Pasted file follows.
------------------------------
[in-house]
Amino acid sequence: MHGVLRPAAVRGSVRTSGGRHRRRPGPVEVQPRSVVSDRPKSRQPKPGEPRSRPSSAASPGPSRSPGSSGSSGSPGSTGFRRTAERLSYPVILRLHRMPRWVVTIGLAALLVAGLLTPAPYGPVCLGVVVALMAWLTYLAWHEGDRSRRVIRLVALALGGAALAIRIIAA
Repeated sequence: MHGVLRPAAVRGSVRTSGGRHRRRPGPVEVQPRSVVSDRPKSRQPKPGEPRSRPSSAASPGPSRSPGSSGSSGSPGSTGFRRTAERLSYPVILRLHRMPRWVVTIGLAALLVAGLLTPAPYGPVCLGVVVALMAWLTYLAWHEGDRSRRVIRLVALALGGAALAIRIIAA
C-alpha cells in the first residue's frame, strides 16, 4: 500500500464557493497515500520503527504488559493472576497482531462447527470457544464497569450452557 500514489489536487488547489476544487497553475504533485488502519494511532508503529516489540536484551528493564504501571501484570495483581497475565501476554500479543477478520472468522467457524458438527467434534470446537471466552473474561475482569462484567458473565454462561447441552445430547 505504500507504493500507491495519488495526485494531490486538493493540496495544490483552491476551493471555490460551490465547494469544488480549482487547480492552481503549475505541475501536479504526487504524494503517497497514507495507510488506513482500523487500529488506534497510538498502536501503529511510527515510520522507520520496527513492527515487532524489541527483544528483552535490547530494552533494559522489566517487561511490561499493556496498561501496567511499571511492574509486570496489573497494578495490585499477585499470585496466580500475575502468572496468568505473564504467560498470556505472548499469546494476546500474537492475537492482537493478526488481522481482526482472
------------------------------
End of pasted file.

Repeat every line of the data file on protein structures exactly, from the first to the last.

[in-house]
Amino acid sequence: MHGVLRPAAVRGSVRTSGGRHRRRPGPVEVQPRSVVSDRPKSRQPKPGEPRSRPSSAASPGPSRSPGSSGSSGSPGSTGFRRTAERLSYPVILRLHRMPRWVVTIGLAALLVAGLLTPAPYGPVCLGVVVALMAWLTYLAWHEGDRSRRVIRLVALALGGAALAIRIIAA
Repeated sequence: MHGVLRPAAVRGSVRTSGGRHRRRPGPVEVQPRSVVSDRPKSRQPKPGEPRSRPSSAASPGPSRSPGSSGSSGSPGSTGFRRTAERLSYPVILRLHRMPRWVVTIGLAALLVAGLLTPAPYGPVCLGVVVALMAWLTYLAWHEGDRSRRVIRLVALALGGAALAIRIIAA
C-alpha cells in the first residue's frame, strides 16, 4: 500500500464557493497515500520503527504488559493472576497482531462447527470457544464497569450452557 500514489489536487488547489476544487497553475504533485488502519494511532508503529516489540536484551528493564504501571501484570495483581497475565501476554500479543477478520472468522467457524458438527467434534470446537471466552473474561475482569462484567458473565454462561447441552445430547 505504500507504493500507491495519488495526485494531490486538493493540496495544490483552491476551493471555490460551490465547494469544488480549482487547480492552481503549475505541475501536479504526487504524494503517497497514507495507510488506513482500523487500529488506534497510538498502536501503529511510527515510520522507520520496527513492527515487532524489541527483544528483552535490547530494552533494559522489566517487561511490561499493556496498561501496567511499571511492574509486570496489573497494578495490585499477585499470585496466580500475575502468572496468568505473564504467560498470556505472548499469546494476546500474537492475537492482537493478526488481522481482526482472